‘Drifters’ – Strange Arrangements
It’s a rare occasion that I find theatre without narrative enjoyable, instead of just being another evening of self-indulgent, inaccessible, relatively expensive (when you factor in travel, dinner, interval drinks...) twaddle. Fortunately, the latest work by Strange Arrangements is a glorious exception. ‘Drifters’ is sensually invigorating, wordless entertainment, lasting a good seventy minutes. Good, of course, being the operative word here – that’s a long time to sit still and be entertained without dialogue.
Shown as part of the FIRSTS Festival of exclusively new work at the Little Angel Theatre, ‘Drifters’ is an experimental daydream that segues seamlessly between each ten-minute sequence. Without a single word, the piece communicates ideas about travel, companionship and loss. Admittedly, the facial expressions do a lot of the talking – the actors give a lot of face for such a small stage.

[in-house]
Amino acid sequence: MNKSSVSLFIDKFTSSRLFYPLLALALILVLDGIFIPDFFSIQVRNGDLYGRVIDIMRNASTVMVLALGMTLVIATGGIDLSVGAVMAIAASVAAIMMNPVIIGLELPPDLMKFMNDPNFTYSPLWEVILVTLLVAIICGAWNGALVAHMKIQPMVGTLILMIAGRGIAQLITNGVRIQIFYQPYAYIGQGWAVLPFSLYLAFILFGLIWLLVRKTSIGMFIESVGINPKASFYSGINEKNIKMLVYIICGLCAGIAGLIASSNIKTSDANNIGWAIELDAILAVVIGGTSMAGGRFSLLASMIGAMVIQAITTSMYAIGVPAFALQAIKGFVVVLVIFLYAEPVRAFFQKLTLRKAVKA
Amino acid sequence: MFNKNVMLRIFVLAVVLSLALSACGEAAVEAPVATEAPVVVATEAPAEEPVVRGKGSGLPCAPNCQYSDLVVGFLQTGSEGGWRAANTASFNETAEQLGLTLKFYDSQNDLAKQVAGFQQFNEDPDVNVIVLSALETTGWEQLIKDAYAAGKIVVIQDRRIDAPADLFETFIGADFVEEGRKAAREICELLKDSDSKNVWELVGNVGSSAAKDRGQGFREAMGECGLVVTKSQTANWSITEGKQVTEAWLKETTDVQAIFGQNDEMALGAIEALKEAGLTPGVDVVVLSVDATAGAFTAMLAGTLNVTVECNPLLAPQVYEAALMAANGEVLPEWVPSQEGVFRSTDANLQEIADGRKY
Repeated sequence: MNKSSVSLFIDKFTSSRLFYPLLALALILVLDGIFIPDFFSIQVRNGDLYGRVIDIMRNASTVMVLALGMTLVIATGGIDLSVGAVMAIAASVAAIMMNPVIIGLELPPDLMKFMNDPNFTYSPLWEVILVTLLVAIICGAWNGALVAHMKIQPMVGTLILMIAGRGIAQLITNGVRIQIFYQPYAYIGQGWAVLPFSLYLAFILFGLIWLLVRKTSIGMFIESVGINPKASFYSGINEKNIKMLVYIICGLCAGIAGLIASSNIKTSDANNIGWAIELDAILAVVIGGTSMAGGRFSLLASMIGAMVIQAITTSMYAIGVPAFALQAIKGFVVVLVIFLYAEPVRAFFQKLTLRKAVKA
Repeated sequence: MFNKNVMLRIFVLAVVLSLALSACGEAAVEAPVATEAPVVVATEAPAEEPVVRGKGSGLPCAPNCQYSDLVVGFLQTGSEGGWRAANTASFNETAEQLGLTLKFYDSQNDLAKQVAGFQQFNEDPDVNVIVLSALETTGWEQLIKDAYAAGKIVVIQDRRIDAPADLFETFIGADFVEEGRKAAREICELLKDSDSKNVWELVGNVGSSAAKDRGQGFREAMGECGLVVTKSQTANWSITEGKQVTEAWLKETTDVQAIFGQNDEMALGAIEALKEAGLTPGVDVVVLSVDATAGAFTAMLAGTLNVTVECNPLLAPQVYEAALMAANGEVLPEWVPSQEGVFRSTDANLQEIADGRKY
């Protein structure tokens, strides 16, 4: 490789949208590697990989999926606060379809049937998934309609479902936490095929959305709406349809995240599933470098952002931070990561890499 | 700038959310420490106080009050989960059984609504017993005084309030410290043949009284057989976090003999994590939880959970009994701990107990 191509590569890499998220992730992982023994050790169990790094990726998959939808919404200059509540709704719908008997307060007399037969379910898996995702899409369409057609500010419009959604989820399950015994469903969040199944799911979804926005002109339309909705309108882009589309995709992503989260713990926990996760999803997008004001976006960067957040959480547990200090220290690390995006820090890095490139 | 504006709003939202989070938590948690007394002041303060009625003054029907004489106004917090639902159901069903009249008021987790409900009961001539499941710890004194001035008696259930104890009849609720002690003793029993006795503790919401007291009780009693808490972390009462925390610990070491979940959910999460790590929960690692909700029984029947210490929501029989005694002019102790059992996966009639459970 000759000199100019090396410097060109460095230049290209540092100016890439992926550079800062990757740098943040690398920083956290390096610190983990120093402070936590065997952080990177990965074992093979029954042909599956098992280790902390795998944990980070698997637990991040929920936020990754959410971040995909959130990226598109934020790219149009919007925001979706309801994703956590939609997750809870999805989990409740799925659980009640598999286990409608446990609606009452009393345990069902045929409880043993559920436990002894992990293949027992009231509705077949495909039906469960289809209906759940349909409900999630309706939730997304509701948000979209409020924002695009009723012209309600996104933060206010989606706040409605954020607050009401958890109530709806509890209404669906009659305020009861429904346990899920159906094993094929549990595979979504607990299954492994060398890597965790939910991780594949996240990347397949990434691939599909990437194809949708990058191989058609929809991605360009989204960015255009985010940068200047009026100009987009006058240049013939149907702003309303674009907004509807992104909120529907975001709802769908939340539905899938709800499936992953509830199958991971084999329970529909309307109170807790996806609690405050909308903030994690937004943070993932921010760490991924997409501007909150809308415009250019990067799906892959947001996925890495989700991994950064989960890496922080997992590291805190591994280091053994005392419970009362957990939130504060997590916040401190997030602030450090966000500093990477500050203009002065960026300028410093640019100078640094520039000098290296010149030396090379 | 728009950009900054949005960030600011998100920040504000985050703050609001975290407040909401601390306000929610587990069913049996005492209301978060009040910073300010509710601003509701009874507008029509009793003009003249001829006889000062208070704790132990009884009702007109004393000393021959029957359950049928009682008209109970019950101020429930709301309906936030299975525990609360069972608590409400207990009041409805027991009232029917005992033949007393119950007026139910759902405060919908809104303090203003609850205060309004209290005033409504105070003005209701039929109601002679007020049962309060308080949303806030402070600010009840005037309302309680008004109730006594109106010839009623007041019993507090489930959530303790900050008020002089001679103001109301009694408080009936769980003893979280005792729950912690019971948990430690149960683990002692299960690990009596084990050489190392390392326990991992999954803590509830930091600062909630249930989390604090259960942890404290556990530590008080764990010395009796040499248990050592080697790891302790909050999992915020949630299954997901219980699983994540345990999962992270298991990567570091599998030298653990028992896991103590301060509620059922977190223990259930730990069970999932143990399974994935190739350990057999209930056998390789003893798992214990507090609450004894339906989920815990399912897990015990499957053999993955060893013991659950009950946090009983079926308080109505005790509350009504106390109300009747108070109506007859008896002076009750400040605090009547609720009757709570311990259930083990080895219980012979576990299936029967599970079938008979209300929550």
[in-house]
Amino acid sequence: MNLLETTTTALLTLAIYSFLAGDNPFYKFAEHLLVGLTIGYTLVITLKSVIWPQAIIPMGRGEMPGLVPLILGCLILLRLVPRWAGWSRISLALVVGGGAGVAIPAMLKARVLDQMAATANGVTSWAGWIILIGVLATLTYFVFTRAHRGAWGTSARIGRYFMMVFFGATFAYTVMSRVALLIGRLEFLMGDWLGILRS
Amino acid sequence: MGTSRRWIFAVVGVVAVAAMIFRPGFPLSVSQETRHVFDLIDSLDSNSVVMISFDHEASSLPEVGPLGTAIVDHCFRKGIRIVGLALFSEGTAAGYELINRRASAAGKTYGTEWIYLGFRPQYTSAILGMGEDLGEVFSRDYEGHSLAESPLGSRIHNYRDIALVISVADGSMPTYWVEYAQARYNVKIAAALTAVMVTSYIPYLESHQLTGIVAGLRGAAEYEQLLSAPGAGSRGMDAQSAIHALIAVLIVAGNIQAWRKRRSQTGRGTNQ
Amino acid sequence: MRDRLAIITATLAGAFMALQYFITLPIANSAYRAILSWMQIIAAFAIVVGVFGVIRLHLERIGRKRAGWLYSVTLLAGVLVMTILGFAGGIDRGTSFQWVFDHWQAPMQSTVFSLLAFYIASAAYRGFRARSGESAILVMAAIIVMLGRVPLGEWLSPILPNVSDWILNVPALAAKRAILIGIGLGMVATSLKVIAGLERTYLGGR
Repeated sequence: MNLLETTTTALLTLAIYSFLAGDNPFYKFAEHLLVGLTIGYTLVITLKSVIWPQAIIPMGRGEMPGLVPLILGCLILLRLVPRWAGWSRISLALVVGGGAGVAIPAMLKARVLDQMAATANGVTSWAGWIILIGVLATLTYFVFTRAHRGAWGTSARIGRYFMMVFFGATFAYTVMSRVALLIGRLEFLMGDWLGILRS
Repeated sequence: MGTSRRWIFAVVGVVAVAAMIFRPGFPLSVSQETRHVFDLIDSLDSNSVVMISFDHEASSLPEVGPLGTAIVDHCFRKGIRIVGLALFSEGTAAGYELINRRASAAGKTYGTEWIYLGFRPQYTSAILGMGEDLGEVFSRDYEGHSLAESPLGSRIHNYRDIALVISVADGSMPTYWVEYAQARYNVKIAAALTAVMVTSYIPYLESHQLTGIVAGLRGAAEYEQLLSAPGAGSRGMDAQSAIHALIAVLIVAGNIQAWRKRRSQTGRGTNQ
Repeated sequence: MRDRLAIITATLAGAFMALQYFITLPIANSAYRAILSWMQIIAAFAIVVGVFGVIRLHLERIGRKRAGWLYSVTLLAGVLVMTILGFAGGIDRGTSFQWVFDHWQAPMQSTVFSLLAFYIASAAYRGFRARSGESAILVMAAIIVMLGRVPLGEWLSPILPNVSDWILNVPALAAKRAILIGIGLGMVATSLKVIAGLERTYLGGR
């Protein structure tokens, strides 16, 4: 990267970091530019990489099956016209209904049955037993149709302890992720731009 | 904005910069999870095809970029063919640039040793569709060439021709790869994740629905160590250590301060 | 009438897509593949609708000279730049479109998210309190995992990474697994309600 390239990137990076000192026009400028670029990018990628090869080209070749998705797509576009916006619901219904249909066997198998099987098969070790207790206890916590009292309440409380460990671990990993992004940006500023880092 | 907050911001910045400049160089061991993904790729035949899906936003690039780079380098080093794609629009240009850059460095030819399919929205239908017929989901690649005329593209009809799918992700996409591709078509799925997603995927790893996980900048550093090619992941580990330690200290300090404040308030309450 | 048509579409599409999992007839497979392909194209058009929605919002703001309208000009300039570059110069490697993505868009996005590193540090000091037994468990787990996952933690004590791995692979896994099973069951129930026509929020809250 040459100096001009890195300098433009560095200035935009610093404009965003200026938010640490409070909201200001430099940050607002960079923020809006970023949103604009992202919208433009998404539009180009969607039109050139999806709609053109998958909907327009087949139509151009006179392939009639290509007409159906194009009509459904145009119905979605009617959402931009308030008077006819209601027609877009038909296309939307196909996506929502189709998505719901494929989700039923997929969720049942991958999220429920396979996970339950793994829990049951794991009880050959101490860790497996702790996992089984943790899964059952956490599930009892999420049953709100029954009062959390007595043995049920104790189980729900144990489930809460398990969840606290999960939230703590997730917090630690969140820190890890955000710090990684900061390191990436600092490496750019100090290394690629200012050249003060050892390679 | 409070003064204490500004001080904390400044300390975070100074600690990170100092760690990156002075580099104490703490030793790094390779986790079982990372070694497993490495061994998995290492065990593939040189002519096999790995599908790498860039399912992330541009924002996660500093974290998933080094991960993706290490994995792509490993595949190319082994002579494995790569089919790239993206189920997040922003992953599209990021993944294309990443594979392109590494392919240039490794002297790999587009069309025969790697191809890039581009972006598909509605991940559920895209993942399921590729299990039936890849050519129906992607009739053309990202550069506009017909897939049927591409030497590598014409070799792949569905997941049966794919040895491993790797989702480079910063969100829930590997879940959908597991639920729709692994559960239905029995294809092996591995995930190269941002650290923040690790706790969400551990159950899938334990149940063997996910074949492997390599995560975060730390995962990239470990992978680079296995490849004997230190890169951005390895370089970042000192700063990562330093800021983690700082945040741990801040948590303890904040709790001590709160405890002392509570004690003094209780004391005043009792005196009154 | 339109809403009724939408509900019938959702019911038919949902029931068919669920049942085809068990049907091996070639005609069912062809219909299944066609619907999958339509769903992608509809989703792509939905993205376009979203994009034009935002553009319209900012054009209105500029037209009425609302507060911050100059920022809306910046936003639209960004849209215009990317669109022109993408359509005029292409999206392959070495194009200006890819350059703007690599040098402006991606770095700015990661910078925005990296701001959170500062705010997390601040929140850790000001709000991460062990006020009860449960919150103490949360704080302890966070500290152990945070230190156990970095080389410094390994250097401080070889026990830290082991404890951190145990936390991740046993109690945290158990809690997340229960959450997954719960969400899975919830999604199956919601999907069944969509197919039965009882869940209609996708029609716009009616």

'Drifters' is interdisciplinary theatre at its best. It is as much contemporary dance, mime and symphony as it is puppet theatre. It’s also a reminder of why good lighting designers are worth paying for. Sebastiane Brewer ambitiously overcomes the limited space with a beautiful variety of lighting states. And at no point throughout the performance's development has anyone said “no, we can’t inflate a bin bag as big as the stage with a desk fan and pluck multicoloured jellyfish out of it, it’s too ambitious”. Everything here – from the huge brown paper bag sails to the full body puppets – is ambitious.
The puppets are particularly enthralling, expertly animated by three performers: Ivan Hall, Hannah Timms and director-designer Nigel Luck. They devote their focus to their puppets, and they themselves move with confidence and dancers’ ability. Puppet maker Sue Dacre has magnificently created a skeletal puppet with interchangeable heads for this performance. The creature is sad, hilarious and pant-wettingly terrifying.
‘Drifters’ leaves the theatre with you. It supports you as you float down the street on an air-filled rubbish bag, which looks so much like the sea you want to jump in. Do it, jump in, see the show. Strange Arrangements is far and away one of the best companies you will see this year.
Little Angel Theatre